A program that focuses on the scientific study of insect species and populations in respect of their life cycles, morphology, genetics, physiology, ecology, taxonomy, population dynamics, and environmental and economic impacts. Includes instruction in applicable biological and physical sciences as well as insect toxicology and the biochemical control of insect populations.

Entomologists work with insects and arthropods in order to understand their systems, behaviors, and role in nature.

Our world is teeming with insects. They outnumber every other life form to such a degree that their presence rarely goes unnoticed, especially when it''s unwelcome. Insect life is intricate, complex, and fascinatingly varied; the work of entomologists reflects this. Whether they're discovering cool new creepy crawlies, conserving endangered species, or controlling pest populations, the work they do helps us to coexist with the bugs that surround us.

Most entomologists focus on a specific type of insect, like beetles or butterflies. Though some are strict about what constitutes an insect, others will study spiders, scorpions, crabs, and centipedes, who all occupy a gray area as different types of arthropods. Some entomologists extend their focus to worms, working with soil scientists to understand their activity.

Work in entomology may include...

  • Collecting and cataloguing insect specimens and environmental samples
  • Observing insect activity and recording data
  • Tracking bug populations using data and predictive models
  • Finding environmentally safe ways to reduce the presence of harmful insects
  • Keeping up with current discoveries
  • Developing strategies for insect crises

Entomologists can work in all kinds of environments, from morgues to classrooms to tropical rainforests, and the kind of work they do varies by industry. Medical entomologists use their knowledge of insects to reduce outbreaks of diseases carried by insects; they are usually employed by hospital research institutions, public health organizations, or disaster aid groups. Forensic entomologists work closely with law enforcement, applying their understanding of insect life cycles and consumption patterns to crime scenes to reveal essential information. Some entomologists work with crop growers and food distributors to defend their product from insect interference, while others contribute to research and development for pest control solutions. Universities employ entomologists as instructors or researchers, and government agencies like to have a roster of insect experts on hand. There are also number of careers directly involving insects that don't require advanced formal study, such as extermination or beekeeping. Science and natural history museums, zoos, and farms sometimes have insect collections that need tending, and can be great places to volunteer or gain experience.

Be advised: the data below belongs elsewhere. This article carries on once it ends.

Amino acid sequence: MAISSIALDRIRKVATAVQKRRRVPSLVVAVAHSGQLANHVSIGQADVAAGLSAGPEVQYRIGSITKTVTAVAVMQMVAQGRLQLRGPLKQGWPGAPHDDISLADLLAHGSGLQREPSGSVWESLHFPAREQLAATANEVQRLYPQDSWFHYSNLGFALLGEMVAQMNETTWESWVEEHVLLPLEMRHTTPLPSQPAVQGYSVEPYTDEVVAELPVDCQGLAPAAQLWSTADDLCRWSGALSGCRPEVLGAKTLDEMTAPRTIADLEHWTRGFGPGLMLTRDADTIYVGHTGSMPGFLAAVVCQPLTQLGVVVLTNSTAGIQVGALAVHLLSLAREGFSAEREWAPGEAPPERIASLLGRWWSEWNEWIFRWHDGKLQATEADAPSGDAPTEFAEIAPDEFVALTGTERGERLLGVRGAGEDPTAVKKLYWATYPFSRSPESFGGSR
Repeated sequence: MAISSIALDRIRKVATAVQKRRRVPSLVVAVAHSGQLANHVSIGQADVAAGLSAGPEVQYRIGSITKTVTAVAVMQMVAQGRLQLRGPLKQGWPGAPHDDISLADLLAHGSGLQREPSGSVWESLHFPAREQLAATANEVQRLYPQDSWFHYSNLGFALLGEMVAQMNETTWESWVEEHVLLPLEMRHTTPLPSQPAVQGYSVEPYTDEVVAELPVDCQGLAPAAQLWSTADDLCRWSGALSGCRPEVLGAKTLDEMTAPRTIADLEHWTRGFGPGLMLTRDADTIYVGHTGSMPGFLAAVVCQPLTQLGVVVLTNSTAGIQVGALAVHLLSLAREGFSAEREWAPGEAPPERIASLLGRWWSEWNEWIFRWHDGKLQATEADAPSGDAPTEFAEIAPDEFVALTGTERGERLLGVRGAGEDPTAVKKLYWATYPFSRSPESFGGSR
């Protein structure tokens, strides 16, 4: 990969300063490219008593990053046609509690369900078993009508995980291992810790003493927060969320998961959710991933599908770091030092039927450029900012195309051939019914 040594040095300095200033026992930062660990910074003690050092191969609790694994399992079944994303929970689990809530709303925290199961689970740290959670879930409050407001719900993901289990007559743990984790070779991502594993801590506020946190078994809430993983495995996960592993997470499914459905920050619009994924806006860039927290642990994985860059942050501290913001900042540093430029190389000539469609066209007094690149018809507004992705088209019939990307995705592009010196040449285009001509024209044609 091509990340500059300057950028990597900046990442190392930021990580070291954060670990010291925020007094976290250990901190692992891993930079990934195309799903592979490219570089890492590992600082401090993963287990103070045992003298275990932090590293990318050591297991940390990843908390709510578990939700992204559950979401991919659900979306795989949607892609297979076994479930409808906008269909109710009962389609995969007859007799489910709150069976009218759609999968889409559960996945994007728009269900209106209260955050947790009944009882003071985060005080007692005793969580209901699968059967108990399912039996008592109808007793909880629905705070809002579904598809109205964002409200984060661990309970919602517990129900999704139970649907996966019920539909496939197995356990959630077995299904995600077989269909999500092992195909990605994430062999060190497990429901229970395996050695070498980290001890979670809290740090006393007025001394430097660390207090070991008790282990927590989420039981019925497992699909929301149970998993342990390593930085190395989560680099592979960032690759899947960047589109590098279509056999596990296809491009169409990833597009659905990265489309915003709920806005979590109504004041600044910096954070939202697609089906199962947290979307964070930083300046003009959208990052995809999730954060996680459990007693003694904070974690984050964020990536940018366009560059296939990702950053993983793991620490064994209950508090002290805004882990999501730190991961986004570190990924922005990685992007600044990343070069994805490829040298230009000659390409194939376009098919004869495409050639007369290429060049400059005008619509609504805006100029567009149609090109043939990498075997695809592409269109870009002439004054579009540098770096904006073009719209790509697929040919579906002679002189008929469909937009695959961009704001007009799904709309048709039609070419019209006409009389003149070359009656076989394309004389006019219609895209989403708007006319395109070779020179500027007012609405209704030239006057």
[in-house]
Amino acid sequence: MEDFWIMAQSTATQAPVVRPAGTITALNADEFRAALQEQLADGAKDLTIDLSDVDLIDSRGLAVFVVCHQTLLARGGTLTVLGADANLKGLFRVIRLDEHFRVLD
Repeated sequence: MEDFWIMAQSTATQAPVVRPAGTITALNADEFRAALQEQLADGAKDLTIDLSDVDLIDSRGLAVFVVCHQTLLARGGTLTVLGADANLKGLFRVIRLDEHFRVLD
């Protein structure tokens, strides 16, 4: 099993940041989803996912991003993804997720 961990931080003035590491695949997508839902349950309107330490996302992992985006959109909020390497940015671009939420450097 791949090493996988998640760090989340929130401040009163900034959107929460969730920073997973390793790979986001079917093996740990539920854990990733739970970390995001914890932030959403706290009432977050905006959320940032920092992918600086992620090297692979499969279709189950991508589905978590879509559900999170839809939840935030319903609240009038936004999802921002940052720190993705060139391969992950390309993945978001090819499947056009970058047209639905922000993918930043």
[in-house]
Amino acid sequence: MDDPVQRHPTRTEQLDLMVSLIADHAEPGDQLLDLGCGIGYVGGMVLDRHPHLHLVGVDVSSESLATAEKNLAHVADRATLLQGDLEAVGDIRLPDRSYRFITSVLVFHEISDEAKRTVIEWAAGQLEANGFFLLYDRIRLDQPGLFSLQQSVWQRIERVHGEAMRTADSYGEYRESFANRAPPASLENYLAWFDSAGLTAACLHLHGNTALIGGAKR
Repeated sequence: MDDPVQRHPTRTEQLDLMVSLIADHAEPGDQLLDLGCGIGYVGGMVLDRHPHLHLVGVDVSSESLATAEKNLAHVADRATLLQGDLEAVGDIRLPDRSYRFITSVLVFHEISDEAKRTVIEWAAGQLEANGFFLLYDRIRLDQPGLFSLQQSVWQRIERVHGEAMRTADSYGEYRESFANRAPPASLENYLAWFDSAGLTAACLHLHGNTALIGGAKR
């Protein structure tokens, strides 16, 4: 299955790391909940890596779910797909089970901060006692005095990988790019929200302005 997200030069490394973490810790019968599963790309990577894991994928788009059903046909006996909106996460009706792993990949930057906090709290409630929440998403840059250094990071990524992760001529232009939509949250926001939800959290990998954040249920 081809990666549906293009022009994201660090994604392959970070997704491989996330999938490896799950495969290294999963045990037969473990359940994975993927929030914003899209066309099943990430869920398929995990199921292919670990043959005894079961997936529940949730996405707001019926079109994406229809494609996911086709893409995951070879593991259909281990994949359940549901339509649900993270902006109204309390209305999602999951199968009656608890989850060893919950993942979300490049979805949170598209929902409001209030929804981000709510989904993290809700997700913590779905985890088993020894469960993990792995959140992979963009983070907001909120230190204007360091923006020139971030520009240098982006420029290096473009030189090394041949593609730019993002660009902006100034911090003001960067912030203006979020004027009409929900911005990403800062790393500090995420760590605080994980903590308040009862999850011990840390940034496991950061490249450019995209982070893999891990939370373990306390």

Studying entomology isn't always a straightforward path, since few undergraduate institutions offer a major in the field. Undergraduate students looking to work with insects can study earth science or biology, and it's not uncommon to pursue independent study during a Bachelor's degree program. Coursework in statistics, ecology, chemistry, and public health can be interesting and provide some helpful context for a career involving insects. Most working entomologists have an advanced degree in their discipline. Graduate school provides an opportunity to gain specialized knowledge and explore; Master's and Doctoral degree candidates conduct independent research and emerge from their programs as experts on a particular subject. Professionals who want to add to their credentials can pursue certification in entomology, which can be a great option for professors and lecturers.

Learning about insects can reveal so much about our environment and its most numerous inhabitants. If you see a bug and your first instinct is to get closer in order to identify it, consider a career in entomology.

For more information, please follow the links below:

  • The Entomological Society of America is the largest organization in the world dedicated to serving the professional and scientific needs of entomologists and insect scientists.
  • Entomology Today is a project of the Entomological Association of America devoted to reporting interesting discoveries in the world of insect science and has a number of exciting educational resources.
  • The Association of Applied IPM Ecologists is a professional association that connects members of the Integrated Pest Management industry.
  • The American Arachnological Society is a professional organization dedicated to furthering science and awareness concerning spiders and their arachnoid relatives.